An ongoing pandemic. problems in the supply chain. The addition of an NHL tenant.
Outside factors threatened the timeline for completing Arizona State’s multi-purpose arena, and it seemed hard to believe that ASU hockey would drop the puck for its first game there on Oct. 14.
However, those who planned the arena did not anticipate the arena’s rapidly changing schedule, which has resulted in the original play date being pushed back from December to October.
They had a backup plan to start the ASU hockey season at Oceanside Arena, where they played, knowing that it would not be easy to accelerate a project that would include a 5,000 seat arena for hockey, wrestling and women’s gymnastics, as well as concerts and other events.
“We expected our first series to be at Oceanside and it will be a bye,” said Frank Ferrara, Sun Devil Athletics CFO. We’ve adapted and started moving our games that were supposed to be played at Oceanside here.”
One of the biggest challenges during construction came when the Arizona Coyotes asked if they could join the project as a temporary home while their new arena in Tempe was built. After the Coyotes signed a multi-year contract with ASU in February, it was up to the architects and contractors to figure out how to transform the smaller venue into a building fit for the NHL.
“We’ve started to grow the sport of hockey at the collegiate, youth and adult levels. I think it’s absolutely fantastic that we can support an NHL franchise and they will look to this as a temporary home for a number of seasons,” Ferrara said.
The building required a locker room and training arena suitable for the NHL, separate from the locker rooms used by the NCAA teams. The annex, which is 185,000 square feet by 15,000 square feet, is outside the arena and began construction in February. The finished product will feature two locker rooms and training rooms used for pre-game routines.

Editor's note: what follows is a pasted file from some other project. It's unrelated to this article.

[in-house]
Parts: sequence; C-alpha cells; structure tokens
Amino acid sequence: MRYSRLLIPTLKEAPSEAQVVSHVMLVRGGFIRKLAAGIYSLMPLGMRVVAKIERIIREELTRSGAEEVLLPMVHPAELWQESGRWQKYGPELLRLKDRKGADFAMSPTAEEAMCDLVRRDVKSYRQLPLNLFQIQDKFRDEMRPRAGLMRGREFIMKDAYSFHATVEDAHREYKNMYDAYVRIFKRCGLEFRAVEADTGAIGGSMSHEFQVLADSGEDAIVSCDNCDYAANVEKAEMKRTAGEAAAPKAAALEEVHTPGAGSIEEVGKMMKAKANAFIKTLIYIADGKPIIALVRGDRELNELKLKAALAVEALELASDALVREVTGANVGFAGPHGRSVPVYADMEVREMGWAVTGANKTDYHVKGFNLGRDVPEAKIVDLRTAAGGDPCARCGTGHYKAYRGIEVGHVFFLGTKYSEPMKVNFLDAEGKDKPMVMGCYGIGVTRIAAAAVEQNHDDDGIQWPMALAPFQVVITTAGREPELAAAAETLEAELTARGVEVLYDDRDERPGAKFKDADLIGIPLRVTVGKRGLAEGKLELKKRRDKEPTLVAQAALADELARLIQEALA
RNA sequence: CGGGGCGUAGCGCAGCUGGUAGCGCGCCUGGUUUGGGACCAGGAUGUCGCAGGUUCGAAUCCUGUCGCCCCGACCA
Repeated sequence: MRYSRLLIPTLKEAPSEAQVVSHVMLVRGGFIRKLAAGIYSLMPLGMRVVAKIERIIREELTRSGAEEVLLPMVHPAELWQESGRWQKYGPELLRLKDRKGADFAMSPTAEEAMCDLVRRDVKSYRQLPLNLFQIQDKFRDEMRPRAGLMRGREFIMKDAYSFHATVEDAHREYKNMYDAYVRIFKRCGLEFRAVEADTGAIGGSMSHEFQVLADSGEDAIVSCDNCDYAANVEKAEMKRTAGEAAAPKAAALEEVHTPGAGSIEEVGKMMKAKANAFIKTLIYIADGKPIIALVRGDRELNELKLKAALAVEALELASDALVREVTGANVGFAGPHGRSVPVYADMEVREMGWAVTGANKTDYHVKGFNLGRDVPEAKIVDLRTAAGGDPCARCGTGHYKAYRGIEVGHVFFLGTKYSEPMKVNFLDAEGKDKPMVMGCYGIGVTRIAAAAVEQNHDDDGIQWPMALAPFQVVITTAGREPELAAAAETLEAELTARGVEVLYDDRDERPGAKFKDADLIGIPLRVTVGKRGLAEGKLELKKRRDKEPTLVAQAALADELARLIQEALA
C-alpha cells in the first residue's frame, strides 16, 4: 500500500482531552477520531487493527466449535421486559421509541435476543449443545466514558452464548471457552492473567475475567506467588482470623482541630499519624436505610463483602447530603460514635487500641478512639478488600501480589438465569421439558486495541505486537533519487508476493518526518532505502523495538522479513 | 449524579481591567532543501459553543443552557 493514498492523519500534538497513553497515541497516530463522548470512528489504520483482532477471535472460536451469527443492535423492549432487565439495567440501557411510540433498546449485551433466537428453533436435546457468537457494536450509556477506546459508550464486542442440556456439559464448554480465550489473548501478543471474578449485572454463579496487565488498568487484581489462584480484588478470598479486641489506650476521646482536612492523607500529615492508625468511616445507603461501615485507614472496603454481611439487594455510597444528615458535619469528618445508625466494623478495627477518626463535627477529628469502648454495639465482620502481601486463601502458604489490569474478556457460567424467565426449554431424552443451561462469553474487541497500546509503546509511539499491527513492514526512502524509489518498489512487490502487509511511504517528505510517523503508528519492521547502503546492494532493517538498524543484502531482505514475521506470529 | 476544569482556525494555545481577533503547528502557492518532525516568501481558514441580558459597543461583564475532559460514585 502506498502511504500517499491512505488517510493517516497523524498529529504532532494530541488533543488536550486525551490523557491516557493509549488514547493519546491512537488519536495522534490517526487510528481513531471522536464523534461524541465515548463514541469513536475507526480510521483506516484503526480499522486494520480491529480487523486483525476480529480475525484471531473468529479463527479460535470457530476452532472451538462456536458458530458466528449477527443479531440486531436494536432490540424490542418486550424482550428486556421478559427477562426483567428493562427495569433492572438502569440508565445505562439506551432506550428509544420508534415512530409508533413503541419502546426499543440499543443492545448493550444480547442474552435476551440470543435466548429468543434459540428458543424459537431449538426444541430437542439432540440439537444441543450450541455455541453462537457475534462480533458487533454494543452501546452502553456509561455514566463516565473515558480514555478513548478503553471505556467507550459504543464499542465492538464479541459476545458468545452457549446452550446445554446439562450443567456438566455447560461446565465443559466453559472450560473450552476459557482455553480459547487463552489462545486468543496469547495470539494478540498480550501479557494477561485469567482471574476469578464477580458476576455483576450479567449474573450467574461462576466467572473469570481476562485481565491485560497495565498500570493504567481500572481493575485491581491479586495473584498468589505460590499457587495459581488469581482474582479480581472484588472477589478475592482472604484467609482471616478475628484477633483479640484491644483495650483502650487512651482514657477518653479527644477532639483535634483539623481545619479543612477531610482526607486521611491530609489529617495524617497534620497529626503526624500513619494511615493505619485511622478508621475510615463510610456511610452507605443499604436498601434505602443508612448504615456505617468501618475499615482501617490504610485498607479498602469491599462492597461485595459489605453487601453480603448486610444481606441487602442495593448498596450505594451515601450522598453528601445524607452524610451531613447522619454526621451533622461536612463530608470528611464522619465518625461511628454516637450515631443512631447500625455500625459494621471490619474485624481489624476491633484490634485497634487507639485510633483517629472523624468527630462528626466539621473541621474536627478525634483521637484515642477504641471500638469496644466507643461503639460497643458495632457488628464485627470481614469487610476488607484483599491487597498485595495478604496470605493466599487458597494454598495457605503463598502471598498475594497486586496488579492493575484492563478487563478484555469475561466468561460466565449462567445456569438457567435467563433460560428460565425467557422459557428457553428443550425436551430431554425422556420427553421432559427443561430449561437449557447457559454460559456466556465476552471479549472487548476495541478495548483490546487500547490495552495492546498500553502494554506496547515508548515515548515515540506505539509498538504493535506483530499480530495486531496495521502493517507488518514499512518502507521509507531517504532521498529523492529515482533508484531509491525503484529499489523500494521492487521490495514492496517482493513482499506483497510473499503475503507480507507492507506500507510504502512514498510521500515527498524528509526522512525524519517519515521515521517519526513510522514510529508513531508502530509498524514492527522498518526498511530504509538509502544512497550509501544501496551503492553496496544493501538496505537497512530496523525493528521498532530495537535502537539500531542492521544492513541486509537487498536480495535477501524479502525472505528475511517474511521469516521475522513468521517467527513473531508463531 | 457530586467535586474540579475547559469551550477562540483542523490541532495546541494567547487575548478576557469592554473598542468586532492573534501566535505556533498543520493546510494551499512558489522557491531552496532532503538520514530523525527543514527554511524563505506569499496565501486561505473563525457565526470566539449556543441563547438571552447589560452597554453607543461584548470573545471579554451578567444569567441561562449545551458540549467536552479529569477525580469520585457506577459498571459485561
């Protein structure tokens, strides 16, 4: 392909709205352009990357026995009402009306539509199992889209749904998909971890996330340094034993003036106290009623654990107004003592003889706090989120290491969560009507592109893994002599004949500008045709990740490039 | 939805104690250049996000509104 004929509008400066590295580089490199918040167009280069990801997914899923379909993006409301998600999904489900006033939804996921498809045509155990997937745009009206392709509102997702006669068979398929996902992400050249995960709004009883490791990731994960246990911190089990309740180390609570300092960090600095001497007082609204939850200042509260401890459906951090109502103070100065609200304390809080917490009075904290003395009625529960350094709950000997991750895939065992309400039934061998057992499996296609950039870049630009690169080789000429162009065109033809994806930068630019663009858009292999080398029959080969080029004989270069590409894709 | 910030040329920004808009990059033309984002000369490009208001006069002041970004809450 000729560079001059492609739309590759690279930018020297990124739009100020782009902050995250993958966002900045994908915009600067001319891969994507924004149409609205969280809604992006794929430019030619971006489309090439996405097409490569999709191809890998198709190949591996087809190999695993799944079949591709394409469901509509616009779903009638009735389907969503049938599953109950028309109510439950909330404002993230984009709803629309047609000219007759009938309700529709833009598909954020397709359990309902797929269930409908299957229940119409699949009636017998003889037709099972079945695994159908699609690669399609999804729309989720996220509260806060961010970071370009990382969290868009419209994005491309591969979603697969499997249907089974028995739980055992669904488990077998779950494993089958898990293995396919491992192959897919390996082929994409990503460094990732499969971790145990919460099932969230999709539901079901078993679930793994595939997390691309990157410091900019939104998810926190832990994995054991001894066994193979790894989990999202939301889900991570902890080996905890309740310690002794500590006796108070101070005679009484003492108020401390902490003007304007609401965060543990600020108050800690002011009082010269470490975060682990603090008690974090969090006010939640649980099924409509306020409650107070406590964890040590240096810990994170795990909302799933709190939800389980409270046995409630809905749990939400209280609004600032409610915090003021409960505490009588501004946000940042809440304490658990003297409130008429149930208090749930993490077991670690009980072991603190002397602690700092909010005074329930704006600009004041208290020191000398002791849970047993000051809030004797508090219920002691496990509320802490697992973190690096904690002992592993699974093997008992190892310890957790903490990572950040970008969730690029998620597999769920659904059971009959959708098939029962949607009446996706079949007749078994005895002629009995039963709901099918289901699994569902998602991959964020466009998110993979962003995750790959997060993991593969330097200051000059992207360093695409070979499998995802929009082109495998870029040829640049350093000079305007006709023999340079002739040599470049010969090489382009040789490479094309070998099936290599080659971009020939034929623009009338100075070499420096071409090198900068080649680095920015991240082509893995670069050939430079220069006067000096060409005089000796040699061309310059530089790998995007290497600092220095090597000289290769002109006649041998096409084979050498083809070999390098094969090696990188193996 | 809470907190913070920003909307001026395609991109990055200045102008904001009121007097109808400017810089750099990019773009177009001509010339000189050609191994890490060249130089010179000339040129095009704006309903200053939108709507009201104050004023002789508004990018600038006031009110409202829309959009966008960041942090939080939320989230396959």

The addition will be the last remaining piece of the NHL upgrades the arena needs, but the Coyotes will avoid a long road trip due to the arena’s fast schedule. NHL action begins as early as October 28 with a four-game homestand ending November 3. The Coyotes won’t be returning until December 9th, the same month the Addendum is expected to be completed.
“One of the great things about this job was the coordination between the architect and the contractors. That was really crucial. They have an architect who will listen to us, whether it’s hockey operations or any other event we’re going to do. To be able to draw our vision that we have… The coordination of the job is one of the best I’ve seen,” said Peter Luukko, executive chairman of Oak View Group, which will lead the arena.
For the past several years, the Arizona State Athletics Department has wanted to find a way to provide a long-term home for the hockey program. The department had several “false starts” and even considered a project that would have been adjacent to the Desert Financial Arena. However, it lacked the new arena’s amenities, including 22 suites and 658 club seats.
“That is the answer for the next 50 years. I think we were honest with ourselves and knew this wasn’t the right arena for us for the next 50 years,” Ferrara said.
The multipurpose arena is one of the additions to the ASU Novus Innovation Corridor managed by Oak View Group. The mixed-use development will include hotels and apartments, which will be linked to the arena once Sun Angel Stadium is removed. ASU Athletics will be moving its facilities across the street in the near future.
While NHL games are expected to be played at the venue, there are other big plans for the future, including a possible bid to host an NCAA Regional.
“If we’re ever lucky enough to host an NCAA Regional or even just a tournament like the Desert Hockey Classic, it’s great to have four locker rooms. It’s no secret that our 5,000 spots is the NCAA minimum for hosting a regional league,” Ferrara said.
While the NHL has been heavily involved in the upgrades that have been made to the arena, redesigning areas for replay areas and adding more technology, it was necessary to gather feedback from players, especially since the facility has far fewer seats than a typical one NHL Arena.
Recently, officials from the NHLPA, the union that represents NHL players, even visited the site to see how development is progressing.
“At first there’s a bit of fear of the unknown, and then they come into the facility and meet Frank and the university and see how they’ve committed to hockey. And then they go through the facility and then you see, hey, that’s pretty cool,” Luukko said. “That doesn’t address the economics and other aspects of the sport, but at the end of the day in terms of a game that’s presented here, it’s going to be fantastic and fun for the players.”
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